Dear Gentle and Patient Garden,
Surprise! I got out a little earlier than I promised. I knew today would be rainy so I did as much as I could yesterday late afternoon.
Do you love all the work I did, including cleaning out the rest of the flower beds and fertilizing all the perennials? You probably noticed that I got three narrow veggie beds raked and layered with a bit of sulfur. The sulfur is funny looking, like bright green lentils. The beds are ready to plant now, and I will get corn in the first and third beds and then winter squash in between. Tomorrow night will be down to 38 degrees so there is no urgent reason to plant warm season stuff like corn until after that.
Three veggie garden beds cleared out and raked
The rest of the garden beds, not cleaned out and raked! Total size: 2,000 sq feet
I really like the cucumber “basins”. As we get hotter and drier up here, I am employing a technique I learned 35 years ago in the hot desert of southern Arizona. Basically, I create mounds a few feet in diameter and make depressions in the middle. The basins trap more water, which will suit the cucumbers just fine!
And finally, I planted my kitchen garden. This is a planter made from hay bales. Some of the bales are a bit worn out but there are no replacement bales around (due to drought). If I find some, they will be too expensive this year, so I am recycling the frumpy bales. Those bales and I are a great match!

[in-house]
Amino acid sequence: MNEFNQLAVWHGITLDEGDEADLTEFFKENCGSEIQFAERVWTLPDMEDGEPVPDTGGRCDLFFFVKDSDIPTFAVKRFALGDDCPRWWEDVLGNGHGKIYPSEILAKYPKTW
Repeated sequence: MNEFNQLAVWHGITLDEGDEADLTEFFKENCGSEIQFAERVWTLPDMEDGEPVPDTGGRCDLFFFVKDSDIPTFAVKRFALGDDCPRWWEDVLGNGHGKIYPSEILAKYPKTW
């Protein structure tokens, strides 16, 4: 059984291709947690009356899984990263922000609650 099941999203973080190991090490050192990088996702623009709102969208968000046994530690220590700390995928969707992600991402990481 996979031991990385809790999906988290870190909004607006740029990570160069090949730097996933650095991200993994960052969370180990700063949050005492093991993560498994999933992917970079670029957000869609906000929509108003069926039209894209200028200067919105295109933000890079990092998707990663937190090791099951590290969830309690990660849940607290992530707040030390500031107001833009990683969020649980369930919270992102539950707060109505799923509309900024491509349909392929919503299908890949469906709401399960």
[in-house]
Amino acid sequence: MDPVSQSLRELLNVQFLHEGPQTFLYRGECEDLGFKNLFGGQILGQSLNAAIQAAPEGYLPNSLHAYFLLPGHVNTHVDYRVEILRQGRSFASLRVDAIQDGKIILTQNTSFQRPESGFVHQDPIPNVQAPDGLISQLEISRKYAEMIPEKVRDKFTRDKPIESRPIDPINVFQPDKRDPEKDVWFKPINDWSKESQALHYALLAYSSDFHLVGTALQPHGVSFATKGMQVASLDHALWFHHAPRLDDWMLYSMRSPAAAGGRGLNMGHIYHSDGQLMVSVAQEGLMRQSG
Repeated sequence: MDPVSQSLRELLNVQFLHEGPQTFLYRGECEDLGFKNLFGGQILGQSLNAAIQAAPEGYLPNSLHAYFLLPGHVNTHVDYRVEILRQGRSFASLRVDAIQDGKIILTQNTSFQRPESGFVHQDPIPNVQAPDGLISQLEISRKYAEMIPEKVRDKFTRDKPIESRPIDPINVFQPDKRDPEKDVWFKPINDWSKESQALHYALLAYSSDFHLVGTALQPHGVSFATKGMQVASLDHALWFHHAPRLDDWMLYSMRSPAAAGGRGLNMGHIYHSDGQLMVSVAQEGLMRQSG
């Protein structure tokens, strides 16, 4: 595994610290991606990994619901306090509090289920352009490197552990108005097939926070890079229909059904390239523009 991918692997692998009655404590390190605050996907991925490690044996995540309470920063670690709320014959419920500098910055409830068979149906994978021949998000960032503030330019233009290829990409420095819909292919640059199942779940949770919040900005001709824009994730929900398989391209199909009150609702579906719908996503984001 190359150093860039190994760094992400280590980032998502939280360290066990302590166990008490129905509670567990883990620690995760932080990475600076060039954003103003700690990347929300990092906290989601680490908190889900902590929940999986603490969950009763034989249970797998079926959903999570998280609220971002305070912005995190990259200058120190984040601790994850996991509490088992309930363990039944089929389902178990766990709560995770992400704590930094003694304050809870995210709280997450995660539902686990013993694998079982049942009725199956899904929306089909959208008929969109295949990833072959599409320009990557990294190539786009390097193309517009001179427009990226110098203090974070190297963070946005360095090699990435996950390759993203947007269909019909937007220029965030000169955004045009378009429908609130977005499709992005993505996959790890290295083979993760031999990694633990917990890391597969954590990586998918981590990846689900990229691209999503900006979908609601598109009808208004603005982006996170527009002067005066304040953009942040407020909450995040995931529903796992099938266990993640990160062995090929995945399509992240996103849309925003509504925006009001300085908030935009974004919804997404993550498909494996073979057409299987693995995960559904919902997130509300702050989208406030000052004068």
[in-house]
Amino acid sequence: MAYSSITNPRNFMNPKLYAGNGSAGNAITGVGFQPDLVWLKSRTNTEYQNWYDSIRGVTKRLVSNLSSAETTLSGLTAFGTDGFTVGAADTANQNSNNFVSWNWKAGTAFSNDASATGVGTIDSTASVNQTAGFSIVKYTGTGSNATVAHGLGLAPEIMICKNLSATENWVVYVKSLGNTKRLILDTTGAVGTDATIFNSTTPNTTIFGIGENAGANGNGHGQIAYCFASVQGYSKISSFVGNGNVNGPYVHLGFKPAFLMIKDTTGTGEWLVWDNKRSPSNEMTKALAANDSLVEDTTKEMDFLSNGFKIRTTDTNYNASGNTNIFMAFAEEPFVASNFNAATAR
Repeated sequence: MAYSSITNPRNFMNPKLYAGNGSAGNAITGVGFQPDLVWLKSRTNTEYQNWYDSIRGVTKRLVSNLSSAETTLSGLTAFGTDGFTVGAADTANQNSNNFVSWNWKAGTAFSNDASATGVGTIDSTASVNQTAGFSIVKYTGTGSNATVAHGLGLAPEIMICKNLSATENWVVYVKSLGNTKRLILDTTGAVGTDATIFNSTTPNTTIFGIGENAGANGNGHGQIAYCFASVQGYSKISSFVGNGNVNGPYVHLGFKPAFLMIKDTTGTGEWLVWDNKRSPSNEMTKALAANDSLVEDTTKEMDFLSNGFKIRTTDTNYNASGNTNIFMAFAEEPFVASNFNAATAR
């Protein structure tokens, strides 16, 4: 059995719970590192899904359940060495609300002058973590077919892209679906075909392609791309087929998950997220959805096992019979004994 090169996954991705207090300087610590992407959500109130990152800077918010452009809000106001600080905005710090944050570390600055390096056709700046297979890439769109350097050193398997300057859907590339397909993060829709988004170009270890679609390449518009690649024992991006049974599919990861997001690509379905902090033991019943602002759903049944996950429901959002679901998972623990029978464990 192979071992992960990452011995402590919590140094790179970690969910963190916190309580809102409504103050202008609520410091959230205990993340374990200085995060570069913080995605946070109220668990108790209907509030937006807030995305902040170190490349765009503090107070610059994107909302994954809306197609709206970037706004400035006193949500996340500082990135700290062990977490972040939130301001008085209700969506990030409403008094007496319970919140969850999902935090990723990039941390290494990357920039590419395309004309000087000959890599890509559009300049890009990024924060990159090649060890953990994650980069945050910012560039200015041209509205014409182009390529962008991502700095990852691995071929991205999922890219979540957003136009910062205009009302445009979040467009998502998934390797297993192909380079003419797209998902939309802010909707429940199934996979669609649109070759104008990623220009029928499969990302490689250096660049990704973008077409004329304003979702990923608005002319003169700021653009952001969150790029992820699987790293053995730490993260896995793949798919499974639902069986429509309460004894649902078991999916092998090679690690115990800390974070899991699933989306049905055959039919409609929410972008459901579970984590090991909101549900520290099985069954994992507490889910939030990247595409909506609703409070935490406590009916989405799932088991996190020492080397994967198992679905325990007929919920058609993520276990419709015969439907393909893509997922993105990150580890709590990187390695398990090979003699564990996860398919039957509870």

Sagging Hay Bale Planter
The kitchen garden in on the east side of the house, and shaded from the afternoon sun. This year I planted all the greens there. Soon it will be too hot for them in the main garden, but they should do okay in the hay bale planter. And, the low night temps this week won’t matter to these guys. Here is what I planted in the hay bale planter:
- Swiss Chard
- Lettuce – Bibb type, Red Romaine
- Bok Choy – Baby, Chinese Pak Choi
- Kale – Nero di Toscana
- Spinach – Bloomsdale
As weather permits, I will continue to rake beds, spread some sulfur and plant. With the rain and wind I won’t get out today as planned, but when the weather clears I will try to do 2-3 beds a day until done! I also have my eye on where to put transplants (eggplant, peppers). And flowers! Still lots to do but I am happy with my progress so far.
By the way, in case you forgot during this cold, wet spring, the average last frost date is only two days away (May 22). After that we have 120 frost free days (avg), so we will be having lots of fun together.
When I was all done, I finally harvested some rhubarb. Later today I will make a cobbler and enjoy some of the fruits of our labor.